Critical habitat for northern spotted owl

The U.S. Fish and Wildlife Service has released its proposal to revise designated critical habitat for the northern spotted owl (Strix occidentalis caurina) under the Endangered Species Act. The proposal identifies for public comment 13,962,449 acres in 11 units and 63 subunits in California, Oregon, and Washington that meet the definition of critical habitat. Identified areas include more than 1.2 million acres of private forest land.

The Service may exclude some of these areas from its final critical habitat designation after taking into consideration economic impacts and other factors. The Service’s proposal describes several alternatives based on potential exclusions from the final rule. The proposal also recommends that in areas that are currently designated as critical habitat as well as any that are designated as a result of this process, appropriate timber harvests consistent with ecological forestry principles be encouraged, a major change from previous critical habitat designations.

In a related action, the Service released a draft Environmental Impact Statement (EIS) that outlines options for experimental removal of barred owls from certain areas throughout the spotted owl’s range to test the effect of such removal on spotted owl population trends. The Service is considering combinations of both lethal and non-lethal (capturing and relocating or placing in permanent captivity) methods for removing barred owls.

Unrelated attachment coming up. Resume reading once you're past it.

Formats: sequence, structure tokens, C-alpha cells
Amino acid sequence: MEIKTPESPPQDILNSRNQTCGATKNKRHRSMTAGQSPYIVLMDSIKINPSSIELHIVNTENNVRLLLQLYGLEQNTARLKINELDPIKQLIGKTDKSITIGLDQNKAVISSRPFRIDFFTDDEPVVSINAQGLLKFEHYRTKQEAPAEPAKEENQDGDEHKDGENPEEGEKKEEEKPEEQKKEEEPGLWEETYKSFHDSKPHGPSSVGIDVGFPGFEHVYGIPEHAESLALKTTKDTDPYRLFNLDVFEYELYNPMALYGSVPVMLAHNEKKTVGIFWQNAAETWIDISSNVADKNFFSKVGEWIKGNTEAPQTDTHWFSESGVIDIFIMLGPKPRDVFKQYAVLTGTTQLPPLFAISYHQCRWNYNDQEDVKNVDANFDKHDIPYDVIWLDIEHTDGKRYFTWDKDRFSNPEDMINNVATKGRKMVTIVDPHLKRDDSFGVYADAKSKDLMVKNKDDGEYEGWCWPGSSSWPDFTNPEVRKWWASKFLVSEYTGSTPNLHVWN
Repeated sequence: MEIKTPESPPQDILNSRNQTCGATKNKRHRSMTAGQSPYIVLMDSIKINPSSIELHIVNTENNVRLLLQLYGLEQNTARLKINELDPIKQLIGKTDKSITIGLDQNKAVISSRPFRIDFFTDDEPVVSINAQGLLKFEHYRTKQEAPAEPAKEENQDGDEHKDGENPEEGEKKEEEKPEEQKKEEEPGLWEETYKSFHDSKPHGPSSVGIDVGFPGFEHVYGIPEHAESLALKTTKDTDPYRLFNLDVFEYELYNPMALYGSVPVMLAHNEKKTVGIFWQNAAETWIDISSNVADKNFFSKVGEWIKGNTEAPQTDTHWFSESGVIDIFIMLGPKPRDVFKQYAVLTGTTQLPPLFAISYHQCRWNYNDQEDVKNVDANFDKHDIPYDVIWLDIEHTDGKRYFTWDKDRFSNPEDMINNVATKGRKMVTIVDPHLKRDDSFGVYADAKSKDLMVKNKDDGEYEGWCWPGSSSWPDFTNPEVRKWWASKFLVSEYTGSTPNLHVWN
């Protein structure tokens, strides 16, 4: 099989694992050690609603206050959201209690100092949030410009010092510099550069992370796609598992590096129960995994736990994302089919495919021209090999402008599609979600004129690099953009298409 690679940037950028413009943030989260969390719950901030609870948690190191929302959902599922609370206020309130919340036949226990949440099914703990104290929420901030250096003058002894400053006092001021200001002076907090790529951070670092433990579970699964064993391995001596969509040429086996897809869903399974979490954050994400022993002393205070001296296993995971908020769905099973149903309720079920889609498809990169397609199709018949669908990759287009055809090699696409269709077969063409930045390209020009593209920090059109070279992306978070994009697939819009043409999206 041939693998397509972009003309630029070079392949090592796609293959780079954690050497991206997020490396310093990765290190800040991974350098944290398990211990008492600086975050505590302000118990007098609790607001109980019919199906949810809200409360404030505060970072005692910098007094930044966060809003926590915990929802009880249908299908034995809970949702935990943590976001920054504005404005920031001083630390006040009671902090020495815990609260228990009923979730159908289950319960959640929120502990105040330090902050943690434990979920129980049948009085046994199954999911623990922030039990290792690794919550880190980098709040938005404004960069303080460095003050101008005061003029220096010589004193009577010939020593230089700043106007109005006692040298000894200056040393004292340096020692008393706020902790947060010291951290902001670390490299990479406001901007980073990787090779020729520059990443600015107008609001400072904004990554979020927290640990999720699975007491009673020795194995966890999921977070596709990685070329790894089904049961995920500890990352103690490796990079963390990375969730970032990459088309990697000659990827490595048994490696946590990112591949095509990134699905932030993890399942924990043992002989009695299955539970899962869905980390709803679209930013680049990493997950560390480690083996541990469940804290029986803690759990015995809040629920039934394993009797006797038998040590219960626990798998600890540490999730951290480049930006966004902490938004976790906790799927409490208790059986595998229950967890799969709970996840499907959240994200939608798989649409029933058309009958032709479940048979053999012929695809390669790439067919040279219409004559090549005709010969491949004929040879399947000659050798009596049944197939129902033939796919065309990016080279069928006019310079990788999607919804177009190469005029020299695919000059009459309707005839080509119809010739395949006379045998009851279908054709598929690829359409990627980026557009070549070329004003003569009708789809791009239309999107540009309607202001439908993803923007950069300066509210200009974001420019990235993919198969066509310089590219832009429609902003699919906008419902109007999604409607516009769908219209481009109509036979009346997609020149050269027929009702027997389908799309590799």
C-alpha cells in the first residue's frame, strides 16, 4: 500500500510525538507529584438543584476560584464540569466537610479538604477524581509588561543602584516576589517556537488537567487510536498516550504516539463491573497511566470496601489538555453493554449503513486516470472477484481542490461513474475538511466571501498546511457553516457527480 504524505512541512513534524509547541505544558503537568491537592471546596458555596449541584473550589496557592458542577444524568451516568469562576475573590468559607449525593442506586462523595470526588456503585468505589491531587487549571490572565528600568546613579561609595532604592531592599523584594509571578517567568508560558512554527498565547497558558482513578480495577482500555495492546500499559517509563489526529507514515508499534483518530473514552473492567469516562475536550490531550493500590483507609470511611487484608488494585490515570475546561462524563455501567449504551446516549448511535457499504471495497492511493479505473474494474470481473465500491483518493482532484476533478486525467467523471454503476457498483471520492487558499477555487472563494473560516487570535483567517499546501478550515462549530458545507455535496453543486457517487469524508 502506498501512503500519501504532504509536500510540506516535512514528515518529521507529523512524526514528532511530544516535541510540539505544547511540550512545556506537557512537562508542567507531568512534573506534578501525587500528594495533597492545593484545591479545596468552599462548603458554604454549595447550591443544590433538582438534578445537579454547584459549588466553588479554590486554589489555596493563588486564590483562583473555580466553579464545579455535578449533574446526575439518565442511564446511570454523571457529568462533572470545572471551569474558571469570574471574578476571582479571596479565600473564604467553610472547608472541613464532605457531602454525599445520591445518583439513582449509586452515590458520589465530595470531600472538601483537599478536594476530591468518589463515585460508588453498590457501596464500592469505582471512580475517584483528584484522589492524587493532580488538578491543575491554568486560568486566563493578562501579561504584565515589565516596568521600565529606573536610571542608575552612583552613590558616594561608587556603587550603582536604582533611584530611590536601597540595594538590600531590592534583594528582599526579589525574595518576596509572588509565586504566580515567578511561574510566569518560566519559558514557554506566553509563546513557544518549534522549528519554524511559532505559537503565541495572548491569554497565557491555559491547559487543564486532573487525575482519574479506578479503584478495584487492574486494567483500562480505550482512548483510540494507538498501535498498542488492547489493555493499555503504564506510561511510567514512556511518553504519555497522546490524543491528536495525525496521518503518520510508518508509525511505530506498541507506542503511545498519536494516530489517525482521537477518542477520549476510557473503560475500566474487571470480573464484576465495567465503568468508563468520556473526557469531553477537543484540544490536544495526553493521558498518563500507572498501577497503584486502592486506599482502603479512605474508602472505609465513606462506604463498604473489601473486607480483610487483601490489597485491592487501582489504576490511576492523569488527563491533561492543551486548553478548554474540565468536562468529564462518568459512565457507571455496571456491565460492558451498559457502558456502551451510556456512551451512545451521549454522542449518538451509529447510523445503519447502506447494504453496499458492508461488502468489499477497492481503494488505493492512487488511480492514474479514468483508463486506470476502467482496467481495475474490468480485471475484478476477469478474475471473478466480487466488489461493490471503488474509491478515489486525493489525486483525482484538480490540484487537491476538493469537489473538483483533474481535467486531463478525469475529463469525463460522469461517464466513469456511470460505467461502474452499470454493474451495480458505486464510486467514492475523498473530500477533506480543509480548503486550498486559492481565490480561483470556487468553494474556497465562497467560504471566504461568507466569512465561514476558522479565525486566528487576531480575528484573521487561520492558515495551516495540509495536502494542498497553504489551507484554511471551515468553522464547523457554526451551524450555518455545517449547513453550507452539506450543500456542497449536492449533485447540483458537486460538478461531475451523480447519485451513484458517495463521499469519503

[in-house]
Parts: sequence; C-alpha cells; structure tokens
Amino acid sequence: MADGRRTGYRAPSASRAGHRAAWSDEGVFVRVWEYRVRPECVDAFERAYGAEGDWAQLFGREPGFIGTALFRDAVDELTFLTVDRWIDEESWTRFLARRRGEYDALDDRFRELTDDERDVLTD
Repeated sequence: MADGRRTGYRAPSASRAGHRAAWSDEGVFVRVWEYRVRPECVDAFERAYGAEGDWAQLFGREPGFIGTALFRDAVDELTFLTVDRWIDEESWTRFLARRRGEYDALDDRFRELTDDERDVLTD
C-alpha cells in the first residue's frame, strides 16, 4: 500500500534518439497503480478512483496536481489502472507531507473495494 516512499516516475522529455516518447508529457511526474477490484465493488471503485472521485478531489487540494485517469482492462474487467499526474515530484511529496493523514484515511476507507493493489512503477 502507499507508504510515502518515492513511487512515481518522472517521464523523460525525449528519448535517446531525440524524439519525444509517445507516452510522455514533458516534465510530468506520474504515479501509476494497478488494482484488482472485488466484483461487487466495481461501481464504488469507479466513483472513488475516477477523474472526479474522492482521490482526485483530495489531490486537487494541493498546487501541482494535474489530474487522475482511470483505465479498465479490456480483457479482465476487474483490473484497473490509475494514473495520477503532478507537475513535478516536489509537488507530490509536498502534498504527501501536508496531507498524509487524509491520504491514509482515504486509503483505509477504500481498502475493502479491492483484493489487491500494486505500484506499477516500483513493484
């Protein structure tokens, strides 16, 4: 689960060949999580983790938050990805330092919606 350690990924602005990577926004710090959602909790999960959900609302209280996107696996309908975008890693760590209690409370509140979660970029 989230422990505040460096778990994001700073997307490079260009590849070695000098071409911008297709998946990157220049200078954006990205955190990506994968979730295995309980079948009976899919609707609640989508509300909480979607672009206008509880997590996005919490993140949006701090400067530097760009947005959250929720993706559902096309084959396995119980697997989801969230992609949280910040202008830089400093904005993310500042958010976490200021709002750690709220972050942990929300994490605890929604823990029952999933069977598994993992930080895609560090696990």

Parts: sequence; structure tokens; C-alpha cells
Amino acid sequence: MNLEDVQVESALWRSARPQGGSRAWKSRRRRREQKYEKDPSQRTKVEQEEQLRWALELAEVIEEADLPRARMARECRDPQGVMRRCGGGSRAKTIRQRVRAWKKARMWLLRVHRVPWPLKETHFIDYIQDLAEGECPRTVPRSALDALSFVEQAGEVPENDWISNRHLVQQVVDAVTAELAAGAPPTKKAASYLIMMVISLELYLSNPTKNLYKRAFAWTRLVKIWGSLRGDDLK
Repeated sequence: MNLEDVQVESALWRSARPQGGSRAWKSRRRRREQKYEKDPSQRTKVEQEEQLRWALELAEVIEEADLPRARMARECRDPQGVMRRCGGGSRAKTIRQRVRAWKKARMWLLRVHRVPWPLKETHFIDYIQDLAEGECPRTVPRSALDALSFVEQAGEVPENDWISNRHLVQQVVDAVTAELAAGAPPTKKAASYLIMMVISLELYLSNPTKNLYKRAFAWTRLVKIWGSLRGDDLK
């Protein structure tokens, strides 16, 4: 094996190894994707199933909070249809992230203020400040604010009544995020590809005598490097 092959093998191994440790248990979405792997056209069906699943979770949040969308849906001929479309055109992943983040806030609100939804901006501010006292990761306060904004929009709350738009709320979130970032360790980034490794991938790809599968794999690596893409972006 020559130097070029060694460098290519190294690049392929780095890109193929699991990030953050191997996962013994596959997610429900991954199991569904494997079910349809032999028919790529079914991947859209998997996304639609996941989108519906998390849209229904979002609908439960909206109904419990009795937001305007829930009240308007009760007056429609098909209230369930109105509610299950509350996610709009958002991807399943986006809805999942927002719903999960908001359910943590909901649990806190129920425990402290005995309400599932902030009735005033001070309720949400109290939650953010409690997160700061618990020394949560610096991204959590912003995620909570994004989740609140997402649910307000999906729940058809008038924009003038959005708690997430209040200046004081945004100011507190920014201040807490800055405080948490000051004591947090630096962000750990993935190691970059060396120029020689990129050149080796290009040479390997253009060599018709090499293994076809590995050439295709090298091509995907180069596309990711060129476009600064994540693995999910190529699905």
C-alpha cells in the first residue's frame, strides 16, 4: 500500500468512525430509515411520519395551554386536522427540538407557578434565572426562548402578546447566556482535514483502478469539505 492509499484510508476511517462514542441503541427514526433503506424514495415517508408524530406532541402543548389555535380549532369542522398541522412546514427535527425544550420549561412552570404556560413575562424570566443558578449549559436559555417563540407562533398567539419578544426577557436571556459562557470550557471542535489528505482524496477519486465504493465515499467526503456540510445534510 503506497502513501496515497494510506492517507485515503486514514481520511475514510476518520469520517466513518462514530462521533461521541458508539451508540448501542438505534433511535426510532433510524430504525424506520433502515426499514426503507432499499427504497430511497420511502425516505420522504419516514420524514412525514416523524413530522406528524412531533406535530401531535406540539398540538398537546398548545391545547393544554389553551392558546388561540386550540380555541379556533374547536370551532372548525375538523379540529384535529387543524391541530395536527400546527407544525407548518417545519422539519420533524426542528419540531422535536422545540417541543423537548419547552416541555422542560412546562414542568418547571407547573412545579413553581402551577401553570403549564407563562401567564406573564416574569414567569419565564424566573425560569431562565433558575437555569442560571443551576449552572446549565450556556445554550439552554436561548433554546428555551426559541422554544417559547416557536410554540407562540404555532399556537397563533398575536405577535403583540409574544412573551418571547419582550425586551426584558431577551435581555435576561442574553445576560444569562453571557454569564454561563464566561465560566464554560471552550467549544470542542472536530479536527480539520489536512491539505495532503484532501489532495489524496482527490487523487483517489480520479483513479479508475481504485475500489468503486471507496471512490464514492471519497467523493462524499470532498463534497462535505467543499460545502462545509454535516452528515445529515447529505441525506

The Service will be accepting public comments for 90 days on both the proposed critical habitat and barred owl draft EIS upon publication in the Federal Register, anticipated within the next two weeks. There will also be an additional public comment period later this spring on the Service’s forthcoming economic analysis of the critical habitat proposal. Additional information is posted at

NCASI is reviewing the critical habitat proposal and draft EIS for barred owl removal with emphasis on statistical methods and models used by the Service to define critical habitat.


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